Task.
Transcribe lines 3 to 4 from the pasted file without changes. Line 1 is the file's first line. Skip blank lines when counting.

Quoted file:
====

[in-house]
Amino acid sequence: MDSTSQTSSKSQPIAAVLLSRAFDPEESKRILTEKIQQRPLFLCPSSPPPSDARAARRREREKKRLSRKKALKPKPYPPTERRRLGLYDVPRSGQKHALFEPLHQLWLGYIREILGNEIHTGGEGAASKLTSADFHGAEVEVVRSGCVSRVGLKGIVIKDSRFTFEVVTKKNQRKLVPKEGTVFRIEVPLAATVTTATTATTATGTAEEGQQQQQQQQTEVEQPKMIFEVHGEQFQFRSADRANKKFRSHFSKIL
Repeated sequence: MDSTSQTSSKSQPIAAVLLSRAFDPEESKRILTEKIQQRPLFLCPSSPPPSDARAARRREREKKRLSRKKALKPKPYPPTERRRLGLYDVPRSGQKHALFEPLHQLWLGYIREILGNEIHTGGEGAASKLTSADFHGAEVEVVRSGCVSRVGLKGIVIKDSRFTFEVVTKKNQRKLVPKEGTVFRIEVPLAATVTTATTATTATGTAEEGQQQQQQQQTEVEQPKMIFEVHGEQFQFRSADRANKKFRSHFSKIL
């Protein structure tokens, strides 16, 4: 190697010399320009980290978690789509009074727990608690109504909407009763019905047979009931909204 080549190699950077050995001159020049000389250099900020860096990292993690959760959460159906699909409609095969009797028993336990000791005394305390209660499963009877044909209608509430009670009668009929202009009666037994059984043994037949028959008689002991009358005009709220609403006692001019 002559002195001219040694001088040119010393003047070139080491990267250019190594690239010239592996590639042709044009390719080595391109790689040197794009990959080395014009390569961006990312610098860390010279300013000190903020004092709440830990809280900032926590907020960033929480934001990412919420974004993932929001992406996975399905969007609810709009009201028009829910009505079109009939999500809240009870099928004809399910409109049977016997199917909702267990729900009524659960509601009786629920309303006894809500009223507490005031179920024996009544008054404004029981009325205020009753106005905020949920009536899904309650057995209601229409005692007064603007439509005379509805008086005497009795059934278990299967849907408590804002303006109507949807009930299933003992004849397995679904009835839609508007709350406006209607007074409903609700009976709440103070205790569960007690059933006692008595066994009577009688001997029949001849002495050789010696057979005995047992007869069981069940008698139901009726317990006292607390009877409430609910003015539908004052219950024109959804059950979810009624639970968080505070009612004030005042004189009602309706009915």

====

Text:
Repeated sequence: MDSTSQTSSKSQPIAAVLLSRAFDPEESKRILTEKIQQRPLFLCPSSPPPSDARAARRREREKKRLSRKKALKPKPYPPTERRRLGLYDVPRSGQKHALFEPLHQLWLGYIREILGNEIHTGGEGAASKLTSADFHGAEVEVVRSGCVSRVGLKGIVIKDSRFTFEVVTKKNQRKLVPKEGTVFRIEVPLAATVTTATTATTATGTAEEGQQQQQQQQTEVEQPKMIFEVHGEQFQFRSADRANKKFRSHFSKIL
């Protein structure tokens, strides 16, 4: 190697010399320009980290978690789509009074727990608690109504909407009763019905047979009931909204 080549190699950077050995001159020049000389250099900020860096990292993690959760959460159906699909409609095969009797028993336990000791005394305390209660499963009877044909209608509430009670009668009929202009009666037994059984043994037949028959008689002991009358005009709220609403006692001019 002559002195001219040694001088040119010393003047070139080491990267250019190594690239010239592996590639042709044009390719080595391109790689040197794009990959080395014009390569961006990312610098860390010279300013000190903020004092709440830990809280900032926590907020960033929480934001990412919420974004993932929001992406996975399905969007609810709009009201028009829910009505079109009939999500809240009870099928004809399910409109049977016997199917909702267990729900009524659960509601009786629920309303006894809500009223507490005031179920024996009544008054404004029981009325205020009753106005905020949920009536899904309650057995209601229409005692007064603007439509005379509805008086005497009795059934278990299967849907408590804002303006109507949807009930299933003992004849397995679904009835839609508007709350406006209607007074409903609700009976709440103070205790569960007690059933006692008595066994009577009688001997029949001849002495050789010696057979005995047992007869069981069940008698139901009726317990006292607390009877409430609910003015539908004052219950024109959804059950979810009624639970968080505070009612004030005042004189009602309706009915």